Aug. 16, 2008, 11:10 a.m. (ET)

BEIJING (AP) The stark white entrance leads to a tube of old newspapers encased in steel mesh. Small televisions offer shows from around the world as visitors make their way up and down, left and right across narrow metal steps.

The journey ends with a metal slide, landing in a room that includes an enormous cast of Chairman Mao's outstretched arm, a table full of used soap and a giant tent made of pink undergarments around the corner.

If that kind of contemporary art is your thing, the current exhibit inside the Ullens Center for Contemporary Art is the place for you. If you're like me and don't really understand the meaning of Chinese characters eating watermelon in a parody of Da Vinci's The Last Supper, then maybe another gallery inside Beijing's 798 Art District would be best.

And the great part about 798 is there's a little something for everyone: contemporary, avant-garde, modern, kitschy, pop, surrealistic. Couldn't tell you the difference between the styles, but I do know 798 was cool.

The art district is set on what's succinctly called the 798 Space, a trendy spot in north central Beijing filled with about 400 galleries, shops, restaurants and lofts. Think of it as China's SoHo.

The 798 Space was once Factory 798, an ominously cold-sounding secret military factory designed by the East Germans in the 1950s.

Anyway, the rundown complex - which may or may not have produced electronics - became an industrial park and later a gathering place for underground artists. By the turn of the century, the artists started opening workshops and small galleries, the momentum building until it became the bastion of Beijing's artistic community.

Shockingly - OK, I'm being sarcastic - the Chinese government, which hasn't exactly had a history of supporting cultural diversity, tried to shut the place down to clear the way for new development. The artists kept fighting back, though, and 798 has become one of the city's most popular tourist destinations.

"Before it was just a place for artists to do some workshops, and now it's more and more commercial galleries, huge galleries coming from everywhere to set up," said Romain Degoul, director of the Paris-Beijing Photo Gallery. "It's very much one of the biggest places for art in the world."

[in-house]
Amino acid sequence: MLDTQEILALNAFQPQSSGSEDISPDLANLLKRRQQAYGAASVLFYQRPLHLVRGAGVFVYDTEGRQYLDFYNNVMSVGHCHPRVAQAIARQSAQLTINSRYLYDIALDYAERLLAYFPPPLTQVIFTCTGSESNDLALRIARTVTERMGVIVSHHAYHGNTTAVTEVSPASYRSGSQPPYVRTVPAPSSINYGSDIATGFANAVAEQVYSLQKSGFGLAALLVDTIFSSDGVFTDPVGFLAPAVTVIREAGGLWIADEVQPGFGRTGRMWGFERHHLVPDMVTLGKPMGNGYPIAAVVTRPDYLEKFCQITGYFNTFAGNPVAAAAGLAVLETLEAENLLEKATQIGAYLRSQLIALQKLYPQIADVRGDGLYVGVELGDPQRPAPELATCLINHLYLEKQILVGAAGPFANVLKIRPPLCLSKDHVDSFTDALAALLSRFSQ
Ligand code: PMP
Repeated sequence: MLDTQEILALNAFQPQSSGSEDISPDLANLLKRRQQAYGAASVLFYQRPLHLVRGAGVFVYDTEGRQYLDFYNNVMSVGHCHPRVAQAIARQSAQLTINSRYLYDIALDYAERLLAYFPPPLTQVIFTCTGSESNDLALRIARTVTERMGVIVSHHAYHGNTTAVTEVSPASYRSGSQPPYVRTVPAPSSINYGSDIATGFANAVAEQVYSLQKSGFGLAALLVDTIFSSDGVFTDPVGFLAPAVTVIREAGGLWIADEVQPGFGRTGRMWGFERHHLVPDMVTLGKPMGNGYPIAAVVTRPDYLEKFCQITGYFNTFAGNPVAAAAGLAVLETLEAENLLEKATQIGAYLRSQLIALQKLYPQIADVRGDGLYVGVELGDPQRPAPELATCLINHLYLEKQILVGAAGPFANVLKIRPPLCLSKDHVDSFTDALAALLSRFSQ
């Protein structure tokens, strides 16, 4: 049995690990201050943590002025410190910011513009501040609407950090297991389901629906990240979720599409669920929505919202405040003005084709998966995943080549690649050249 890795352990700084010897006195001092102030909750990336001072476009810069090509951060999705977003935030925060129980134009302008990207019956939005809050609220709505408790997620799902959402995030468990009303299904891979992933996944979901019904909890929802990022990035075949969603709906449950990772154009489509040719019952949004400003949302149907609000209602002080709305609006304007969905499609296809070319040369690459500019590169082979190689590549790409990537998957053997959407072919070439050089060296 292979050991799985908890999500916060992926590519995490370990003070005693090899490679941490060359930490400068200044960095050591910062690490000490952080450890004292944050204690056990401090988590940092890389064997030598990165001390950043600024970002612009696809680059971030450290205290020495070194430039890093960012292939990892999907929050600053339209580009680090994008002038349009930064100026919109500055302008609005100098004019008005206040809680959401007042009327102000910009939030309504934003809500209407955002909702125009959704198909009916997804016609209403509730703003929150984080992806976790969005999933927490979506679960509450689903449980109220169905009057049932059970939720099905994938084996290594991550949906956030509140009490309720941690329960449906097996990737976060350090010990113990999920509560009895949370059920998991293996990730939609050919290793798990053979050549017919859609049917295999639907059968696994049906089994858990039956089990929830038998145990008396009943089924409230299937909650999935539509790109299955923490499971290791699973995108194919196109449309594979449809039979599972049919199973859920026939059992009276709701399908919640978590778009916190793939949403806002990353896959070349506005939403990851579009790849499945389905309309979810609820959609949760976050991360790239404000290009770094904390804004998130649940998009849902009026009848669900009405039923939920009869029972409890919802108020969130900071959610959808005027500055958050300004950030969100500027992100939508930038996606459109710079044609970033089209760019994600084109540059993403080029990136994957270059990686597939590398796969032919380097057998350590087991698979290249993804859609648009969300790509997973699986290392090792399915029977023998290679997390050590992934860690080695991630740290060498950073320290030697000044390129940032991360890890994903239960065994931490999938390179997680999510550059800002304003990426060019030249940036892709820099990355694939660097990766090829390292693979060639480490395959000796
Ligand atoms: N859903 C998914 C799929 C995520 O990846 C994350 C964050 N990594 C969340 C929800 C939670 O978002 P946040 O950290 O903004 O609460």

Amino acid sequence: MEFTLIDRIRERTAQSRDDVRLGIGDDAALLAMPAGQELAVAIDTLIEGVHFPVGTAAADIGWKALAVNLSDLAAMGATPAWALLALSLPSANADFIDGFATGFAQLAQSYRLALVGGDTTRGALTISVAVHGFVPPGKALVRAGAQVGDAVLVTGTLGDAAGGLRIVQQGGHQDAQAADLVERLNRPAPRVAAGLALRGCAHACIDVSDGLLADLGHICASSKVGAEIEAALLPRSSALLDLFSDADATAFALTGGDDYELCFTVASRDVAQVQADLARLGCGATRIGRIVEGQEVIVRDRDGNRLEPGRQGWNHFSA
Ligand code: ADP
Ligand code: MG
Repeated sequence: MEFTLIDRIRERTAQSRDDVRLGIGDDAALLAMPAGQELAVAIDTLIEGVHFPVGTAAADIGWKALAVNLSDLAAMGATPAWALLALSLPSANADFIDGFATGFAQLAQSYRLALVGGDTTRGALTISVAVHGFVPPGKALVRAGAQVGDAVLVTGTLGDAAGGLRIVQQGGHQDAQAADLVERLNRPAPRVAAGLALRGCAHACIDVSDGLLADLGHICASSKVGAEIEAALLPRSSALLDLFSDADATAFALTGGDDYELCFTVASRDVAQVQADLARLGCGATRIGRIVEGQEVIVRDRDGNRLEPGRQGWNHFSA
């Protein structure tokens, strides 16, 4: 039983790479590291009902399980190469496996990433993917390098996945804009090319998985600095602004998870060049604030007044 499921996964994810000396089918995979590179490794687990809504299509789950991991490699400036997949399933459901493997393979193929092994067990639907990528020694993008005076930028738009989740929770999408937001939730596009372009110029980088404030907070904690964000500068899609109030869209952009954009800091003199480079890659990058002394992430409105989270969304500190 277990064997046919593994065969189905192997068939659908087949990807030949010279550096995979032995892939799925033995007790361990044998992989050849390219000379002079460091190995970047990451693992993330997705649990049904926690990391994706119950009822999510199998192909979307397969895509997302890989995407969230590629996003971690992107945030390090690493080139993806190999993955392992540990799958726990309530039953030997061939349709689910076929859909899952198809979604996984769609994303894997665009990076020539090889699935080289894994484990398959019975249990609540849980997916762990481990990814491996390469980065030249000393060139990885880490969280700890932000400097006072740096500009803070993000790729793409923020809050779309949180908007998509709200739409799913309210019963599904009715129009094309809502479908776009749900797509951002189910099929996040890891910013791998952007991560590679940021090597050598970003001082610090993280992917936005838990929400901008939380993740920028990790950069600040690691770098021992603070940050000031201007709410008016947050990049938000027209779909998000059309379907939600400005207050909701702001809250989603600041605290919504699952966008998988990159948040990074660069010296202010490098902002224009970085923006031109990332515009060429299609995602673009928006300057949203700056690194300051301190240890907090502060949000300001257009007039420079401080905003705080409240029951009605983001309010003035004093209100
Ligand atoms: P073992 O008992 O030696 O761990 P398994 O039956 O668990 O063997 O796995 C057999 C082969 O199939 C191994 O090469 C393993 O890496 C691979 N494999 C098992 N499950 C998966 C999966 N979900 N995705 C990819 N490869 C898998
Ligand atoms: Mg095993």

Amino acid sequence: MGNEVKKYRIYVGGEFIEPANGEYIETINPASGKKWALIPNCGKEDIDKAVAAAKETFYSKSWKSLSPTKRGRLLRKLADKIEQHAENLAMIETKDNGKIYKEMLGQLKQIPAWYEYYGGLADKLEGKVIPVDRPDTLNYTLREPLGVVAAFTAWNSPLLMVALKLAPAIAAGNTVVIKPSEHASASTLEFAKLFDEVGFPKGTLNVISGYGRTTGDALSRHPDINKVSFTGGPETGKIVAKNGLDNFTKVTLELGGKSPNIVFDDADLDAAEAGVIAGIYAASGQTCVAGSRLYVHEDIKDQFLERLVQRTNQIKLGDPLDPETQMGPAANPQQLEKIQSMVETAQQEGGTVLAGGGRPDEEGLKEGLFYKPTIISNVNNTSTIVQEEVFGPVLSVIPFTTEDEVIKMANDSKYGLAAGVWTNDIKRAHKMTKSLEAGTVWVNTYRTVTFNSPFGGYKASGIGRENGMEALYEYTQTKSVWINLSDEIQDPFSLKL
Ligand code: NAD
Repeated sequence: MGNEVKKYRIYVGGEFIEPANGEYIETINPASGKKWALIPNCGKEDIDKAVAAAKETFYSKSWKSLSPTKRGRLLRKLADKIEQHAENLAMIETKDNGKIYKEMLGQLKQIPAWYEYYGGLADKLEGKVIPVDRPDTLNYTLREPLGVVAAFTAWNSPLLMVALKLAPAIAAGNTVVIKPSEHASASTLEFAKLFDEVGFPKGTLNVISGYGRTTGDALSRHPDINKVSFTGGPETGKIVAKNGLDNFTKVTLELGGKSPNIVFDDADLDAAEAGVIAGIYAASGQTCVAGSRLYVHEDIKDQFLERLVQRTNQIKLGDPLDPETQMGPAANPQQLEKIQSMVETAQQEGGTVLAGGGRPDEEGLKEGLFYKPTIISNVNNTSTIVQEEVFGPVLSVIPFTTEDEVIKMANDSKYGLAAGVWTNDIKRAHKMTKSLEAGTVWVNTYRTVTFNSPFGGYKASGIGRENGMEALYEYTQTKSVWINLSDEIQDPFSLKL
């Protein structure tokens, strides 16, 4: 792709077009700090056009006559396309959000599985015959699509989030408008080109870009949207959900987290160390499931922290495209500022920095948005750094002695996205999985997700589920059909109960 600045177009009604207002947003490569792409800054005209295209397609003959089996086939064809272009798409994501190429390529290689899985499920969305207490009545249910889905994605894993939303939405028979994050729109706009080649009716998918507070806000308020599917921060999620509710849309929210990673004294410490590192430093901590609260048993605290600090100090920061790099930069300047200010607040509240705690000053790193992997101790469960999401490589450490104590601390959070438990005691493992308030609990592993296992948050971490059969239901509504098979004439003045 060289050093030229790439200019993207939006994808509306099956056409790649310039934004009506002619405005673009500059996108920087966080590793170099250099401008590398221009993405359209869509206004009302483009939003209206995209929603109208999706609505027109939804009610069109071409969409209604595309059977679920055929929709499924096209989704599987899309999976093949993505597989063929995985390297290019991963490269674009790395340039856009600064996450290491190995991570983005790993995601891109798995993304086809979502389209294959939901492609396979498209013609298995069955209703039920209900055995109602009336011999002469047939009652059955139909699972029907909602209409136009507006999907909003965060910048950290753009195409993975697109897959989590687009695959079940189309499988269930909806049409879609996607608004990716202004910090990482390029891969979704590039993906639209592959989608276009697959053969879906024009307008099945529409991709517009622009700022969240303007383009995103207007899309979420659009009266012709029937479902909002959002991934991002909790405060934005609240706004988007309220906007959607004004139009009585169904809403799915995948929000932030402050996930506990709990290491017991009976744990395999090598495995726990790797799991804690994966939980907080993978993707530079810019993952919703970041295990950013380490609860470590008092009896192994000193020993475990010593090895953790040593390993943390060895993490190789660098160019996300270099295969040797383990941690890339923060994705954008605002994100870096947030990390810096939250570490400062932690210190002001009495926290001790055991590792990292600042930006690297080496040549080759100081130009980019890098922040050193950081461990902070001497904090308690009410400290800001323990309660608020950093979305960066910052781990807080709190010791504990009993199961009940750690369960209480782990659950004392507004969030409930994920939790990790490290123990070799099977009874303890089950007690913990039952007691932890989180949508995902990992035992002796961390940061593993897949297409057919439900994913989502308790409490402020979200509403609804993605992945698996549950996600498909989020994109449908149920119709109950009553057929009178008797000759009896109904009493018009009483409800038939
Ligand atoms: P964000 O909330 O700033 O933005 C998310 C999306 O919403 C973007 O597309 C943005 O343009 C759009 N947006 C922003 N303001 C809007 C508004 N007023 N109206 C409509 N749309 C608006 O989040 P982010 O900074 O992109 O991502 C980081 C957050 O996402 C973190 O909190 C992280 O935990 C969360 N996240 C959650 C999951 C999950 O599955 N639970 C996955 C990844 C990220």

I'll have take his word for it. I'm the kind of person who thinks impressionism is leaving two round marks in a leather chair with my backside, then giggling about it like Beavis and Butthead.

What I do understand is that Chairman Mao's communist doctrine probably didn't have a place for a bronzed statue in his likeness with his privates dangling for the masses to see. Same thing with the graphic lesbian kiss paintings or, my personal favorite, the nude women in hardhats posing around demolition sites.

Maybe that's what makes 798 so alluring.

China has been so culturally repressed for so long, witnessing a place like 798 come to life - Degoul says he can't keep track of how many new galleries open every day - is like watching a flower that's been buried under the mud for 50 years burst out in an explosion of color.

And this flower has so many different petals, from ancient tapestries and artifacts to impressionist paintings to esoteric pieces - like the massive craps table covered with coins that had medicine balls with Chinese writing sitting next to coffee can-sized holes.

To see so much life-lifting creativity coming from a place that once was a military installation is astonishing.

OK, maybe I'm getting a little over my head with this flower-petal, bursting-from-the-mud-of-depression stuff.

798 was cool. Leave it at that.

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